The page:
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People First

New strategic plan makes a renewed commitment to Trinity’s strong mission of helping students discover their paths
“What I’m most proud of is that it's very much focused on people,” says Chris Ellis ’81, chair of the Trinity board of trustees, when asked about the launch of “Ever Onward,” a five-year strategic plan for Trinity. “Our school is about people and about community. This strategic plan really speaks to that. I think it nailed it in terms of speaking to who Trinity is.”
Over the past two years, Trinity stakeholders including faculty, parents, alumni and a team of school leaders have honed a plan for the next five years that reaffirms the strength of the school’s identity.  With the guidance of Katherine Whitney, a Richmond-area professional consultant for schools and nonprofits with Warren Whitney Management Consulting, the Ever Onward plan, built on a 50-year foundation, will guide Trinity as it steps boldly into the next half century.
“We have the confidence and the self awareness to know what we do really well, combined with the eagerness to do even better. We’ve seen the challenges, know the foundations, are still savvy and dynamic. We see where the school needs to go, and we have the energy to make it happen,” says Laura Hamlin Weiler ’00, Head of Community Engagement and Special Projects. “Coupled with the infusion of new leadership and new faculty, this plan gives us the tools to continue to respond to the changing nature of education and student needs, which is something we’ve always done well. It’s an opportune combination of factors that allow this plan to be special.”
Clearly affirmed in this plan is the strength of Trinity’s mission — which was encapsulated two decades ago in a three-word tagline that still guides the school community as an informal motto: Discover Your Path. Now 20 years on, this new strategic plan helps reinterpret what discovering your path will mean to the next generation of Trinity students. 
In the classroom, that means balancing the teaching of content and skills with the goal of achieving relevance and preparing students for meaningful life experiences. Looking ahead toward an increasingly complex world, students will be equipped to handle difficult situations and make meaningful connections — both digital and face to face. Addressing the role of families, the plan will guide parents on how to best support their students while giving them the space to make and learn from their own mistakes.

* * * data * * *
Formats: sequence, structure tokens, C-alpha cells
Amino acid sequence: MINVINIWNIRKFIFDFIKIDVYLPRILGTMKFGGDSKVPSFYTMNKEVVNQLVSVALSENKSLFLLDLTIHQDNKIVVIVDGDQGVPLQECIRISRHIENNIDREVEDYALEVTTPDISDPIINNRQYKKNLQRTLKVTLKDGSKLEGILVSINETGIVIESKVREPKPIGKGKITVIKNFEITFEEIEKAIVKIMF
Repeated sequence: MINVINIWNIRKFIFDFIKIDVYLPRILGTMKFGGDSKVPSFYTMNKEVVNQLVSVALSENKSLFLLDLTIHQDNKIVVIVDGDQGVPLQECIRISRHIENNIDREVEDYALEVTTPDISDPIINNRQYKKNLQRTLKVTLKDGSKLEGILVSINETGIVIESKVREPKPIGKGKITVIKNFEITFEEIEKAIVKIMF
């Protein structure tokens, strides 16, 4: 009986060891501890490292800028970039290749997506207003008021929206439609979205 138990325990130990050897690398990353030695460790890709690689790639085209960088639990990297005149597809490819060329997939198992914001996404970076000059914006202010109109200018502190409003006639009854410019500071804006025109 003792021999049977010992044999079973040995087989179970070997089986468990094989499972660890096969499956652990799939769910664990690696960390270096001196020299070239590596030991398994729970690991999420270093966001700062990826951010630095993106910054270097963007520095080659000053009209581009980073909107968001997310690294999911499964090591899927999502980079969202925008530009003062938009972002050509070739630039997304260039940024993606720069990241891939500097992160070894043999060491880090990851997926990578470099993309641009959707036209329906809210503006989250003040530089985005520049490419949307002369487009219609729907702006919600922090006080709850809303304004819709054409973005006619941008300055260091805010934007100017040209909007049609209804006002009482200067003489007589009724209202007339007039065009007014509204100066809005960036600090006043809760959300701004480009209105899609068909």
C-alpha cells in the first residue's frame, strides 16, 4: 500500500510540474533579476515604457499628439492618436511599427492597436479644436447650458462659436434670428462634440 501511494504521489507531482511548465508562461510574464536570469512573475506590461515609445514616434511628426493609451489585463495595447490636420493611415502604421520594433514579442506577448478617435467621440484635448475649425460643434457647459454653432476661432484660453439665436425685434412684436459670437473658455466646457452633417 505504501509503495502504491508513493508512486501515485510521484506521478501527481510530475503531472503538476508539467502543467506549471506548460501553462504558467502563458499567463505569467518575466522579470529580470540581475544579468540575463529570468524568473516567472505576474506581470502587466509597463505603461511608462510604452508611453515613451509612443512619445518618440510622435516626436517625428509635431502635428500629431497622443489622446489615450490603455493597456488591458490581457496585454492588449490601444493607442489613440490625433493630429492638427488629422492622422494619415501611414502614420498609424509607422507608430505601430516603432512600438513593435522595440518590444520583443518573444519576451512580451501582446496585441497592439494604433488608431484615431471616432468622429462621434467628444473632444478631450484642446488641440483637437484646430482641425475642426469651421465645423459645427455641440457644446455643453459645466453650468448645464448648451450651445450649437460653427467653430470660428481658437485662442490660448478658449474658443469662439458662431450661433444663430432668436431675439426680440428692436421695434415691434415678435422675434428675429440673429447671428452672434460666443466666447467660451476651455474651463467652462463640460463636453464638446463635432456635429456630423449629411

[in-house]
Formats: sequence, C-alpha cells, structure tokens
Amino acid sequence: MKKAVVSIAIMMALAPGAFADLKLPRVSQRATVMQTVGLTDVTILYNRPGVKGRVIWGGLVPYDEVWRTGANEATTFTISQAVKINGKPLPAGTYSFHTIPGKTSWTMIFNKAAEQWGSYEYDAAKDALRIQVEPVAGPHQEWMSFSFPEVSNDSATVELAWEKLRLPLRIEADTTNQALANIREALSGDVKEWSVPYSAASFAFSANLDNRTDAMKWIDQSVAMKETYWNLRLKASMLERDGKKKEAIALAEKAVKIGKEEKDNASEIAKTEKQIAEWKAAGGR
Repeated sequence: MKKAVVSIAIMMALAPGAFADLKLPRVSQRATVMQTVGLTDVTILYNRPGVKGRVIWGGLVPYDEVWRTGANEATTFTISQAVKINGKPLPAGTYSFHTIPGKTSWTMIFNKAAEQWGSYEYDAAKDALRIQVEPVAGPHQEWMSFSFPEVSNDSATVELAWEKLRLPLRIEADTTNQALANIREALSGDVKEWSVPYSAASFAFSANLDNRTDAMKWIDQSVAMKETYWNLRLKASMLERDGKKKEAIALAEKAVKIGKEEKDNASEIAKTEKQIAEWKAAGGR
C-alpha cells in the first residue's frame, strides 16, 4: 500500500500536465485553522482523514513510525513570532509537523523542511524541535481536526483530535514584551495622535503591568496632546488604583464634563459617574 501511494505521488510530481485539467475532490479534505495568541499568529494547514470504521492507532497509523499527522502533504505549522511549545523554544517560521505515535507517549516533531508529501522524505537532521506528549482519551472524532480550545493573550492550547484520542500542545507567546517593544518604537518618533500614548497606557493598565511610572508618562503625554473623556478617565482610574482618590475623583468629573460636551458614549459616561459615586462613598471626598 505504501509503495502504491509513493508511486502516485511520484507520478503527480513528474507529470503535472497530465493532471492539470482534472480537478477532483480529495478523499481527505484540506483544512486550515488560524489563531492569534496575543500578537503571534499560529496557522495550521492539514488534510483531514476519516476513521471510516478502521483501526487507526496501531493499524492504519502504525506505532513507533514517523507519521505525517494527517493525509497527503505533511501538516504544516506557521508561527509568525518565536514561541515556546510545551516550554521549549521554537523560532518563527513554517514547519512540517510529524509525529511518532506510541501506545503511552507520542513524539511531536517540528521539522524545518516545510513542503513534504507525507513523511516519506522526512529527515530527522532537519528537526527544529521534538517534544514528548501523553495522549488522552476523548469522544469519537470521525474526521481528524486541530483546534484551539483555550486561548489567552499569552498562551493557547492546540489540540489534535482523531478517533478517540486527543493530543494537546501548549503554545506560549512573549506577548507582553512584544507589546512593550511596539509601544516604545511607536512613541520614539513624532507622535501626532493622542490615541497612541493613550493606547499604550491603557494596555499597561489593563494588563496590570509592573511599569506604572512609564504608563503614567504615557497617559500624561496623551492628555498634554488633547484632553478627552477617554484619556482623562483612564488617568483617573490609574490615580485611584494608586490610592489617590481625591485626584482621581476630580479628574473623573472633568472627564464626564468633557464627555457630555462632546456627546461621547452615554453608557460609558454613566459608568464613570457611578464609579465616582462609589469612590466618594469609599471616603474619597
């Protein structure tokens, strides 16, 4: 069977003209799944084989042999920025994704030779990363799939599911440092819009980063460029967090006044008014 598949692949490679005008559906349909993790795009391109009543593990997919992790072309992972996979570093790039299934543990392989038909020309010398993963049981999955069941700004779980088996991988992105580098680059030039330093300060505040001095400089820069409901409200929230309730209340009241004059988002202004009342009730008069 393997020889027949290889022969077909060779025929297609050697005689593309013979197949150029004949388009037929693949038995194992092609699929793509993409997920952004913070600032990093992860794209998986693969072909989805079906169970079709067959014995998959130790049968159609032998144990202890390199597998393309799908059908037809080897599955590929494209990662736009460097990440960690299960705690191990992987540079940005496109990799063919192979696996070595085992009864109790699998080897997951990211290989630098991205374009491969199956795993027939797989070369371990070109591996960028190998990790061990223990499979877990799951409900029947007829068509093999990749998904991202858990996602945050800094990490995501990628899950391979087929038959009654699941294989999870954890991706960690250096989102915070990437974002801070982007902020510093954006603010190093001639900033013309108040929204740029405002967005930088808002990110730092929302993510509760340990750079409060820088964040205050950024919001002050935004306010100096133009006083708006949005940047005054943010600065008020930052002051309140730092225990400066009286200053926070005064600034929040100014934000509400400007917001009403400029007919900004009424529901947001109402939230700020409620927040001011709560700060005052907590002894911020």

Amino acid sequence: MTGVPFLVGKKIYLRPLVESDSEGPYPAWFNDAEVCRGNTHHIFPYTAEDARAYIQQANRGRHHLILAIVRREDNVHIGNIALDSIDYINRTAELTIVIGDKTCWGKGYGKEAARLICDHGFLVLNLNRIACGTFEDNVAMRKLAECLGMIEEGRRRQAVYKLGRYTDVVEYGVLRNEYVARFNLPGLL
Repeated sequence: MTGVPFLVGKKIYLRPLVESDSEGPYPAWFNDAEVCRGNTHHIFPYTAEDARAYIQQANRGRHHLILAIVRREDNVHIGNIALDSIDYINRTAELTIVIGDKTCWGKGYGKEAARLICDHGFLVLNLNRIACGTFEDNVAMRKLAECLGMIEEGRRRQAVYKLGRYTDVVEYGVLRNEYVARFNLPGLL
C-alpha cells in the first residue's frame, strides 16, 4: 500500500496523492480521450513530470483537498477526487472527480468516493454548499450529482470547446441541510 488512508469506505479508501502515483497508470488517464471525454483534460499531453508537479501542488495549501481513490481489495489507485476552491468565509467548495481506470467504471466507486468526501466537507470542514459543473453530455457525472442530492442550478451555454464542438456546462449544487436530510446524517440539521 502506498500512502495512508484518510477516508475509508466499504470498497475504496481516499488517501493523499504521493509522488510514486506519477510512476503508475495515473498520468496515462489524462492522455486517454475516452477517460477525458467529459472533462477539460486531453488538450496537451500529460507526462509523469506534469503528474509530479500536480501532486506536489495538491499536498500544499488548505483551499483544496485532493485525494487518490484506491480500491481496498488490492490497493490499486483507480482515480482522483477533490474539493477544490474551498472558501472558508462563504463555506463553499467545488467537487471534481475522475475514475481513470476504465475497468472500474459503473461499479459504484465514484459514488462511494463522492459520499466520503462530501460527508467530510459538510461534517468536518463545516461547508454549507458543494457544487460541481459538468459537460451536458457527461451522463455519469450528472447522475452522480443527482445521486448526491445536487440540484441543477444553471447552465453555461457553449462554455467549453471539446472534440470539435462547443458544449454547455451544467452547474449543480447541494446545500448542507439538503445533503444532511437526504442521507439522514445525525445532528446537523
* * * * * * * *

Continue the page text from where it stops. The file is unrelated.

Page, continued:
“I am especially proud and excited to announce the launch of this plan,” says Head of School Rob Short. “In particular, the section entitled ‘Navigating Complexities’ deals with challenges that require complex thought and frameworks to help guide students toward the future. From daily well-being, to media literacy, design and invention, we aspire to help each Trinity student take a robust approach to daily problem solving and look holistically at life.”
In bringing the Ever Onward plan together, Trinity stakeholders recognized the benefits of retaining the current student census (approximately 510 students) for the foreseeable future. With the addition of Dawson Commons in 2023 and the planned Morgan Hall expansion of the lower level in 2024, campus spaces become appropriate for the school's needs and size. This allows the school’s fundraising focus to turn toward growing an endowment to help sustain the school for the next 50 years and beyond. “Growing an endowment is a big step for Trinity, but one we hear the community is ready for,” says Alyssa McBride, director of development and alumni relations. “As we continue to build annual giving — now the newly named Trailblazer Fund — and raise capital support for the Morgan Hall expansion, we are preparing for an Ever Onward campaign to build an endowment worthy of Trinity’s mission and aspiring future.”
Putting the plan into action involves all stakeholders, from the Head of School and the Board of Trustees to faculty and staff to alumni and the current students with their own ideas about how to continue to keep Trinity a special place. In her role with special projects, Weiler will shepherd the plan through collaboration with all constituents and looks forward to the energy each group will bring. “One of the best parts of “Discover Your Path” is the variety of experiences that result from students’ interests and passions. Harnessing the energy within the five pillars of the plan is a rewarding challenge.”
This roadmap for nurturing the school's growth and development Weiler likens to a fruit orchard. “Trees need constant maintenance. We’ve gotten through the growing season. The first couple of years are the most difficult.  We’ve borne thriving fruit and we are so proud of our community. We want to continue to bear fruit and celebrate the sweetness while recognizing that the trees are also fragile. We can’t take for granted that we've succeeded in the past. The weather and the soil continually change, and we must adapt with these changes.”
“We’ve never had a clearer picture of what we want to do,” says Weiler “Now it's up to us as a Trinity community to lend its full support in guiding Trinity toward its next 50 years.”

“This plan is a result of two years of work and if you are reading it, it is likely that you had a part in its formation through our surveys or small group sessions,” says Short. “Thank you! Thanks as well to everyone who participated including our trustees, parents, students, alums, faculty and staff. As we look to the horizon, we can take great encouragement from the dedication and shared excitement in the future of our school.”


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Trinity Episcopal School

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